Review

Archives of Pharmacal Research

, Volume 33, Issue 10, pp 1539-1556

Inflammation and Alzheimer’s disease

  • Young-Jung LeeAffiliated withCollege of Pharamcy and Medical Research Center, Chungbuk National University
  • , Sang Bae HanAffiliated withCollege of Pharamcy and Medical Research Center, Chungbuk National University
  • , Sang-Yoon NamAffiliated withResearch Institute of Veterinary Medicine, Chungbuk National University
  • , Ki-Wan OhAffiliated withCollege of Pharamcy and Medical Research Center, Chungbuk National University
  • , Jin Tae HongAffiliated withCollege of Pharamcy and Medical Research Center, Chungbuk National UniversityCollege of Pharmacy, Chungbuk National University Email author 

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Abstract

Alzheimer’s disease (AD) is the most common form of dementia. It is characterized by extracellular deposition of a specific protein, beta-amyloid peptide fibrils, and is accompanied by extensive loss of neurons in the brains of affected individuals. Although the pathophysiologic mechanism is not fully established, inflammation appears to be involved. Neuroinflammation has been known to play a critical role in the pathogenesis of chronic neurodegenerative disease in general, and in AD in particular. Numerous studies show the presence of a number of markers of inflammation in the AD brain: elevated inflammatory cytokines and chemokines, and accumulation of activated microglia in the damaged regions. Epidemiological studies have shown that long-term use of non-steroidal anti-inflammatory drugs suppresses the progression of AD and delays its onset, suggesting that there is a close correlation between neuroinflammation and AD pathogenesis. The aim of this review is (1) to assess the association between neuroinflammation and AD through discussion of a variety of experimental and clinical studies on AD and (2) to review treatment strategies designed to treat or prevent AD.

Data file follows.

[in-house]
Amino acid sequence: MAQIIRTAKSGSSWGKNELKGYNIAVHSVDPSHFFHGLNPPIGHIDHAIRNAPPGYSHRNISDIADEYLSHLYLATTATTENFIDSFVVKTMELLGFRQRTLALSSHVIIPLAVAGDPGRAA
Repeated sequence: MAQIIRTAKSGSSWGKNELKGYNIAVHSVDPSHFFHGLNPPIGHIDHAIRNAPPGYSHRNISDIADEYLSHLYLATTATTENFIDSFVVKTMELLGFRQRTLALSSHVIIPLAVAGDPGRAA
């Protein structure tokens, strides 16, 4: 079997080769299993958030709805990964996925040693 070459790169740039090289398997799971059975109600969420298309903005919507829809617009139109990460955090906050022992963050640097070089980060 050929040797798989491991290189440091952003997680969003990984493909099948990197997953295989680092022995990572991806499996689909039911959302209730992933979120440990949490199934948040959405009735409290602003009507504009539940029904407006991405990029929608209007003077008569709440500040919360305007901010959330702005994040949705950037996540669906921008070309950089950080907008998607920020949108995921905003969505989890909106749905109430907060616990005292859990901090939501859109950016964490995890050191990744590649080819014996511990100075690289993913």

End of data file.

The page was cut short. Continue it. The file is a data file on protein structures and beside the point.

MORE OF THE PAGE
Key words

Alzheimer’s disease Inflammation Neuroinflammation